Friday, March 04, 2011


Kirkuk is oil rich, disputed territory in Iraq. The central government or 'government' in Baghdad claims it has the right to it while the KRG claims it belongs to them. Both lay claims about this period of time where their own was most discriminated against and forced out. The issue was supposed to have been addressed sometime ago. Supposed? The Constitution mandated that it be addressed. The US White House's 2007 benchmarks -- signed off on by the US Congress and Nouri al-Maliki -- demanded that progress be made on the issue or US funds would be cut off. That didn't happen -- it didn't get addressed and US tax payer dollars continued to flow like honey to Nouri. The issue has been postponed repeatedly. More recently, the Constitutionally mandated census -- long pushed back -- was supposed to finally take place in December. That got 'postponed'. It's an issue that's been kicked down the road repeatedly.

Wednesday's snapshot noted, "Al Rafidayn reports Kurdistan Regional Government President Massoud Barzani held a press conference yesterday where he said the KRG would weigh reforms while noting that he had ordered the pesh merga into Kirkuk. Dar Addustour reports that Kirkuk's curfew was removed yesterday in part due to the influx of additional pesh merga forces."

Today, Al Rafidayn reports that a source close to Nouri al-Maliki is stating that Nouri is demanding the KRG remove the thousands of pesh merga they've deployed to Kirkuk without his permission. Nidhal al-Laithi (Azzaman) reports KRG President "Massoud Barzani, in comments on his decision to send in his militias, said he wanted to protect the Kurds in the city. However, he did not say from whom. The presence of the Kurdish militia has ignited harsh criticism from both Arab and Turkmen communities in Kirkuk who charge that the Kurds are intent to resort to force to annex the city." Wednesday, Wisam al-Bayati (Press TV -- link has text and video) filed a report noting, "Turkmen lawmakers and officials described the presence of these troops as unconstitutional. They say Iraqi security forces have the capability of dealing with the situation by themselves, and that the Kurds have the ambition to take over the city." The report (video) also notes Mohammed al-Juburi, of the Kirkuk Provincial Council, who asserts "that the US presence in Kirkuk is one of the main obstacles to stability. He claims that the US is creating instability by supporting the Kurds against the Arabs and the Turkemen." He is quoted stating, "An active role has been played by the US troops in the city and allowing US troops to commit violations against the Arabs means that they are supporting these violations."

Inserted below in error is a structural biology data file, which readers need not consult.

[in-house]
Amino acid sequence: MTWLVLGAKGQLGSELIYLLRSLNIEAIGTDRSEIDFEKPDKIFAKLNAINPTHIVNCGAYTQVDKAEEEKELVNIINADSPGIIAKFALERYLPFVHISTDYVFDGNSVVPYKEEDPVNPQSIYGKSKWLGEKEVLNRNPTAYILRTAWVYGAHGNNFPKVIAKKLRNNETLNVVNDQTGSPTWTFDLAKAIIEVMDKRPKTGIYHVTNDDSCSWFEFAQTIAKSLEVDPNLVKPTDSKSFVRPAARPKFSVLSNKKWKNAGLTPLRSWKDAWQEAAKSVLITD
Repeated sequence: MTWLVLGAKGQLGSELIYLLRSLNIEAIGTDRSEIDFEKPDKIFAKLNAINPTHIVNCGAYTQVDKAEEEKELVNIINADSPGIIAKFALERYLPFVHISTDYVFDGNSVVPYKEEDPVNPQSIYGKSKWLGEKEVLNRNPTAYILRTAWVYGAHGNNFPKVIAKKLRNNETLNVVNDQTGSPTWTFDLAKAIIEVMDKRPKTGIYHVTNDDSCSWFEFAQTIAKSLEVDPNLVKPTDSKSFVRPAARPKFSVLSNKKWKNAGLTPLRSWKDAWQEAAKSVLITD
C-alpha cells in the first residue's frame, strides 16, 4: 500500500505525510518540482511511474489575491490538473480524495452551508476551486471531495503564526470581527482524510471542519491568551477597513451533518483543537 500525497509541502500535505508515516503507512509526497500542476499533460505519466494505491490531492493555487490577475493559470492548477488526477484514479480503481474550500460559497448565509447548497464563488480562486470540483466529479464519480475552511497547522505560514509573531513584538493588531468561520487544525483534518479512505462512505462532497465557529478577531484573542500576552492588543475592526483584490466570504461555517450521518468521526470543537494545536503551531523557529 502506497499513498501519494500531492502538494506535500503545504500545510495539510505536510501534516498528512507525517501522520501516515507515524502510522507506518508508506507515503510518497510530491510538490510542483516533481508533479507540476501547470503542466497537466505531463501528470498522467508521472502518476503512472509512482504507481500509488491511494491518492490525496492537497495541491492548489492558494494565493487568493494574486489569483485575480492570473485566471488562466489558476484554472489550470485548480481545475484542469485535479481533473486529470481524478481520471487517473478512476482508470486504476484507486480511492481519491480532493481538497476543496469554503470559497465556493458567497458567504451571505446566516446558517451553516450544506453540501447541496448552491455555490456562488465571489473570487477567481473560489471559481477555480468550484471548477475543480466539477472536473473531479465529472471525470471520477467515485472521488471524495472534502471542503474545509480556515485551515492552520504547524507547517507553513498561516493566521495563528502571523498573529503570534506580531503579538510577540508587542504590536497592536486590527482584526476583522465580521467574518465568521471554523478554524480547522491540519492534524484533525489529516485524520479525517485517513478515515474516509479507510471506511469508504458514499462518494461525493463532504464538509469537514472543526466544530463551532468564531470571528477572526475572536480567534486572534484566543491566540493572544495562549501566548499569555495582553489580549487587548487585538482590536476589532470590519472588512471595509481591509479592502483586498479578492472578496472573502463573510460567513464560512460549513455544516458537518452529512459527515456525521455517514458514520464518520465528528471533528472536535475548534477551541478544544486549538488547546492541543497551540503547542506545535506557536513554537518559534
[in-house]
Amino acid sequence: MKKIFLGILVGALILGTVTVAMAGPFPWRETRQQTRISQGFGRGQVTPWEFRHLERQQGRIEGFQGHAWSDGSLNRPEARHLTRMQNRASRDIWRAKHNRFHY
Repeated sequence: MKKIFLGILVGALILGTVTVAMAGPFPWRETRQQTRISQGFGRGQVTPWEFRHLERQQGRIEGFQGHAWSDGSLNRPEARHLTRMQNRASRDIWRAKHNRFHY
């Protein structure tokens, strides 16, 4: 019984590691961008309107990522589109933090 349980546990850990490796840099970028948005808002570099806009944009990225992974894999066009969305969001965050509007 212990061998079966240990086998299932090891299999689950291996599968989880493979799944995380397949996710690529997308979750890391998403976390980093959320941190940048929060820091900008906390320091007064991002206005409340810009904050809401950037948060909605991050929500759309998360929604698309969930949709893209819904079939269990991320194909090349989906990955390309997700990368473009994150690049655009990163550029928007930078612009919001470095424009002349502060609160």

The following community sites updated last night and this morning:

David Bacon's latest book is Illegal People -- How Globalization Creates Migration and Criminalizes Immigrants (Beacon Press) which won the CLR James Award. He's a journalist and he's an artist. He has an upcoming exhibit.

Beyond Borders:
Immigration Images and Stories
Photographs by David Bacon and Kathya Landeros

Viewpoint Photographic Art Center
2015 J. Street, Suite 101
Sacramento, CA 95811-3124
Phone: 916-441-2341

Exhibit Dates:
Wed, 03/09/2011 - Sat, 04/02/2011
Artist Reception Date:
Fri, 03/11/2011 - 5:30pm - 9:00pm
2nd Saturday Reception:
Sat, 03/12/2011 - 5:30pm - 9:00pm

An exhibition of documentary photographs by David Bacon and Kathya Landeros about immigration to the United States from Mexico and Central America.

An experienced photographer, journalist, and former labor organizer, Bacon's stunning work of photographs and oral history documents the new reality of migrant experience: the creation of transnational communities. He takes us inside these communities and illuminates the ties that bind them together, the influence of their working conditions on their families and health, and their struggle for better lives.

Landeros, herself from a family of immigrants from Central Mexico, proposes that "If one can accept that the history of migratory policy toward Mexico has been complicated as we negotiate between our demands for labor and our need for cultural sovereignty, then we can acknowledge that the migrant communities that have developed in Mexico are a manifestation of these complexities."

Coachella, CA, 2010, David Bacon

Graton, CA, 2004, David Bacon

For more articles and images, see

See also Illegal People -- How Globalization Creates Migration and Criminalizes Immigrants (Beacon Press, 2008)
Recipient: C.L.R. James Award, best book of 2007-2008

See also the photodocumentary on indigenous migration to the US
Communities Without Borders (Cornell University/ILR Press, 2006)

See also The Children of NAFTA, Labor Wars on the U.S./Mexico Border (University of California, 2004)

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thomas friedman is a great man

oh boy it never ends